Madrigal has lost an earring, five carats of genuine imperial golden topaz, inherited from her great-grandmother, a Russian princess who smuggled her jewelry out of Moscow when she fled the Bolsheviks. Very well hidden, Madrigal says. Hidden where? everyone wants to know, but she laughs and says, Let’s just say, there’s a reason we call them the family jewels. It slipped from her ear during the Freshman Experience excursion to downtown Greeneburg (River Park, today; last week it was the War Museum) and I volunteer to help her find it. Dr. Graves, our faculty advisor, says he can’t leave us unsupervised, but Madrigal wants her earring, and my roommate is a junior with his own car on campus and a job downtown. He’s a barista at Southern Brew, and if we meet him there, he’ll bring us back to Cornerstone College before dorm curfew.

“You behave yourself, young Vaughn,” Dr. Graves says as he leaves us. “Don’t do anything I wouldn’t do,” and he flickers a wink at me as the Freshman Experience class leaves. He’s known me since I was a baby, and he’s let me turn in two late papers so far.

Madrigal smells of some innocent citrusy little-girl perfume, like orange candy. I wish she hadn’t worn those shoes. I’m taller than her when she’s in flats but now her eyes are on a level with my eyebrows, and people will think I’m her little brother. Or they’ll think does he know how lucky he is? or she’s so far out of his league, it’s not even funny. My grandfather used to call it punching above your weight.

We’re alone, if you can call it alone: alone among the dogs and their walkers, children and their mothers, and joggers in yoga pants weaving through the crowds. October crows shout from the oaks, calling me thief and liar. Children wade into the river with their hands full of bread, and the ducks flurry around them, mostly mallards, a few fat white ones with orange beaks, and a surprising swan. Madrigal, kneeling, runs her hands through the mulch under the blooming coreopsis.

“You had both earrings when we left the zoo,” I say.

Dr. Graves actually did this: brought us on a field trip to the zoo. We’re eighteen years old. He teaches Old Testament at Cornerstone College, and he used to live near my grandfather. They got drunk in the same bars. Once he threatened to shoot my grandfather for giving him the side-eye. Another time. Dr. Graves smashed a beer bottle on a table and cut his own hand to shreds. He still has no control over the left middle finger, and sometimes it will rise of its own accord and waggle expressively, mostly during Wednesday morning chapel when the closing prayer goes longer than forty-five seconds.

Now Dr. Graves gives us the finger as he guides his obedient sheep to the college bus. Madrigal and I head for the zoo, watching for a flash of gold beside the path, and she says, “I’m bored. Tell me something interesting.”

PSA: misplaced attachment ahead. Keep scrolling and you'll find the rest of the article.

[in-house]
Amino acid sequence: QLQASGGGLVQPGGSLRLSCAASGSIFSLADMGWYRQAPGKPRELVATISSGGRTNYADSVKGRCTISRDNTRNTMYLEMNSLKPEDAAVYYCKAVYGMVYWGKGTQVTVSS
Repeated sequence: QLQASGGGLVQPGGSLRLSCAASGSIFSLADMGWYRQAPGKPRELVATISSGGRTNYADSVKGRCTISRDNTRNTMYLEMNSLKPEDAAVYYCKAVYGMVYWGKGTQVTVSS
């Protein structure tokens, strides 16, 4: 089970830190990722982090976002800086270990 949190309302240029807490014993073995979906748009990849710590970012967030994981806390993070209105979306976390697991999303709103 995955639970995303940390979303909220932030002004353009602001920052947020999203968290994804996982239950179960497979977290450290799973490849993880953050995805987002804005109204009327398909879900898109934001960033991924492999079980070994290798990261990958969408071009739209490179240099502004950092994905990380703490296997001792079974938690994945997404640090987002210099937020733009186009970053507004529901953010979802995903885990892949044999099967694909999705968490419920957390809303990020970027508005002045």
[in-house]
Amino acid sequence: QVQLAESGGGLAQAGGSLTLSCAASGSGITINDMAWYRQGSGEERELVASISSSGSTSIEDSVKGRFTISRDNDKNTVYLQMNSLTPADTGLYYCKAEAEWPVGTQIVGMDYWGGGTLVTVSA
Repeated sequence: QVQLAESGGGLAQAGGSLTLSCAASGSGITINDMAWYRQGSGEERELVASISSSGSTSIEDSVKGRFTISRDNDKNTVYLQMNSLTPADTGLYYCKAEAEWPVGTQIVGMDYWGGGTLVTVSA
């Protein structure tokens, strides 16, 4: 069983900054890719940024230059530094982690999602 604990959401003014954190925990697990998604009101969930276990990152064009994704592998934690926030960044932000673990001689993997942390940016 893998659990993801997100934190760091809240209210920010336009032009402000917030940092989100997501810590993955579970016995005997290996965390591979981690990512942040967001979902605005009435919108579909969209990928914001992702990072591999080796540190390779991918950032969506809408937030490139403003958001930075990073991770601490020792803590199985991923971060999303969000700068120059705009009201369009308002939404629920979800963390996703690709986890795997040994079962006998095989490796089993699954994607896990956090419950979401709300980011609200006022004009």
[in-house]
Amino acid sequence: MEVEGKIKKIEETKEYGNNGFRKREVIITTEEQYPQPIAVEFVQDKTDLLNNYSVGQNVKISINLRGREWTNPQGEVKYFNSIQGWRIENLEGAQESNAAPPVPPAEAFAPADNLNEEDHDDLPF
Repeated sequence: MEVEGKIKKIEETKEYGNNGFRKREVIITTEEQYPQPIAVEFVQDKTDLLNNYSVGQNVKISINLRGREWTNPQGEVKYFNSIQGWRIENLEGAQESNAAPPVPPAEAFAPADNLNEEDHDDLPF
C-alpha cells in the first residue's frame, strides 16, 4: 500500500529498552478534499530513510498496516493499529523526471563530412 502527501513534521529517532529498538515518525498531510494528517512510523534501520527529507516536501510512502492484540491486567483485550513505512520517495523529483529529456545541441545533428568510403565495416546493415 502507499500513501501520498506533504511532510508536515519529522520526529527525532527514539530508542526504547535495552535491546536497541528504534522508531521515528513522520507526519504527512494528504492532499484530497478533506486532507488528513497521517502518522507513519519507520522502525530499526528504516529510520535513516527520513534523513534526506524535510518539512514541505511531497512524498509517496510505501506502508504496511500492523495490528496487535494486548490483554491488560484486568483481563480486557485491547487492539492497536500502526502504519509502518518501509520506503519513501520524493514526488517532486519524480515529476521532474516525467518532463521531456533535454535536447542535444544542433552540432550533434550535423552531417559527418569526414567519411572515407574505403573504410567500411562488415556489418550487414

I tell her how my parents got divorced when I was three and each married a person just like each other, even with the same initials and hair color, and all their new children look like me. My littlest brother, now three years old, even has most of my name. I’m Vaughn and he’s Van. Thanks, Dad.

Madrigal yawns. Her eyes are the color of espresso. The one earring casts diagonals of yellow light along her cheek. The other earring jingles in my pocket. She can’t hear it, but the crows do, and they swirl up again shouting thief, thief. People who see us must wonder where we’re going, and I wonder too: where can I go with a girl like this? In high school I was the guy the second-prettiest girl in school would date once or twice while she was breaking up with her boyfriend, but only if we went somewhere he could see us. Also, no kissing. That was the rule. They broke up every three weeks, so she let me break the no-kissing rule a couple of times. Madrigal isn’t breaking up with anyone, as far as I know. She can do better.

“Is that the best you can do?” she says.  

Madrigal isn’t a real name. I bet her parents call her Megan or Madison. She’s the kind of girl whose name was in the top twenty the year after she was born.

My grandfather was a famous storyteller. There’s the one about the dog he used to have, who would sit up on a chair and cross her legs and make sounds like human speech; there’s the one about his ex-wife who moved to Nevada and built a new house but could never move in because overnight it filled with thousands of scorpions. The best stories involved his brother. The last story he ever told me had been my favorite since I was four. “For my sixth birthday I got a bow and arrow,” he said. Then he stopped talking. He was in the hospital after a heart attack, and the IV dripped into him. His eyes were black, with only a rind of blue on the wide-open pupils; he was already far away, in the dark.

He couldn’t remember the story, so I told it to him. “You wanted to shoot a moving target,” I said, “so you paid your brother a nickel a time to run across the back yard.”

He shook his head. “No, no . . . that’s not right.”